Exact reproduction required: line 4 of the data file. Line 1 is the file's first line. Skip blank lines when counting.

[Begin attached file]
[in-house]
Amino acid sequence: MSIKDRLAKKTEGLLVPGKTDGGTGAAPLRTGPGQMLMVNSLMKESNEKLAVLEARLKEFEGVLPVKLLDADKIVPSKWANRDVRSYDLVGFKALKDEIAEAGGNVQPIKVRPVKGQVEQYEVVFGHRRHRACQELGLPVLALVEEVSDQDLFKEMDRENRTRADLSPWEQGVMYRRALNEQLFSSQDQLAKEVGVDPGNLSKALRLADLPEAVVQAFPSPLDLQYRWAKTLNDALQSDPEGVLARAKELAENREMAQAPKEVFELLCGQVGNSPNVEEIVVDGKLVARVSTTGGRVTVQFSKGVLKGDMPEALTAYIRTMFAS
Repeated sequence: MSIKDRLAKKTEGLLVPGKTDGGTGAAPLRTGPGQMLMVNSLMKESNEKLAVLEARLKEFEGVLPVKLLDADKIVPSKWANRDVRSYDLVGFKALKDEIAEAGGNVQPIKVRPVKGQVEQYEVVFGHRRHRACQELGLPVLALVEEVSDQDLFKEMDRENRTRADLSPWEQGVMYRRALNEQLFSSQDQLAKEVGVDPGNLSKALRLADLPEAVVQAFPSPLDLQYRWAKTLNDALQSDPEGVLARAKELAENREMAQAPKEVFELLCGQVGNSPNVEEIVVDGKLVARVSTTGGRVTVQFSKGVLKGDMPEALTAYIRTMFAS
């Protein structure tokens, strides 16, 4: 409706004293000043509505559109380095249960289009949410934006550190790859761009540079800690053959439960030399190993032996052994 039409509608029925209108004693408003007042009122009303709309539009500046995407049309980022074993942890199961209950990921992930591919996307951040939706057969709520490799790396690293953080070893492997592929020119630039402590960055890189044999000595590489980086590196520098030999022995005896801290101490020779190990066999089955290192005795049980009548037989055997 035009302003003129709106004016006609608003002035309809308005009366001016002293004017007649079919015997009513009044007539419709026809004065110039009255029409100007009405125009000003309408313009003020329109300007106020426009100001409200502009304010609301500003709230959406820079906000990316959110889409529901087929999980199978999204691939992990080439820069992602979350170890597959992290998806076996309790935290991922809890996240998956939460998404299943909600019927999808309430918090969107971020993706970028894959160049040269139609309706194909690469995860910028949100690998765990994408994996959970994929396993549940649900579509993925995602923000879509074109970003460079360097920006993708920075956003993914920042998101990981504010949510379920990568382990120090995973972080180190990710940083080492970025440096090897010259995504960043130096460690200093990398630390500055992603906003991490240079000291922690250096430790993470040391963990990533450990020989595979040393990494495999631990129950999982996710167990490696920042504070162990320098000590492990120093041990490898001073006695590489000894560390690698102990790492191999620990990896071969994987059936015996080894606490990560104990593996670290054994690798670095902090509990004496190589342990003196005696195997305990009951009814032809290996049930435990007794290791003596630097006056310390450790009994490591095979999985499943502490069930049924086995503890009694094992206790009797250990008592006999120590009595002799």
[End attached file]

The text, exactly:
């Protein structure tokens, strides 16, 4: 409706004293000043509505559109380095249960289009949410934006550190790859761009540079800690053959439960030399190993032996052994 039409509608029925209108004693408003007042009122009303709309539009500046995407049309980022074993942890199961209950990921992930591919996307951040939706057969709520490799790396690293953080070893492997592929020119630039402590960055890189044999000595590489980086590196520098030999022995005896801290101490020779190990066999089955290192005795049980009548037989055997 035009302003003129709106004016006609608003002035309809308005009366001016002293004017007649079919015997009513009044007539419709026809004065110039009255029409100007009405125009000003309408313009003020329109300007106020426009100001409200502009304010609301500003709230959406820079906000990316959110889409529901087929999980199978999204691939992990080439820069992602979350170890597959992290998806076996309790935290991922809890996240998956939460998404299943909600019927999808309430918090969107971020993706970028894959160049040269139609309706194909690469995860910028949100690998765990994408994996959970994929396993549940649900579509993925995602923000879509074109970003460079360097920006993708920075956003993914920042998101990981504010949510379920990568382990120090995973972080180190990710940083080492970025440096090897010259995504960043130096460690200093990398630390500055992603906003991490240079000291922690250096430790993470040391963990990533450990020989595979040393990494495999631990129950999982996710167990490696920042504070162990320098000590492990120093041990490898001073006695590489000894560390690698102990790492191999620990990896071969994987059936015996080894606490990560104990593996670290054994690798670095902090509990004496190589342990003196005696195997305990009951009814032809290996049930435990007794290791003596630097006056310390450790009994490591095979999985499943502490069930049924086995503890009694094992206790009797250990008592006999120590009595002799």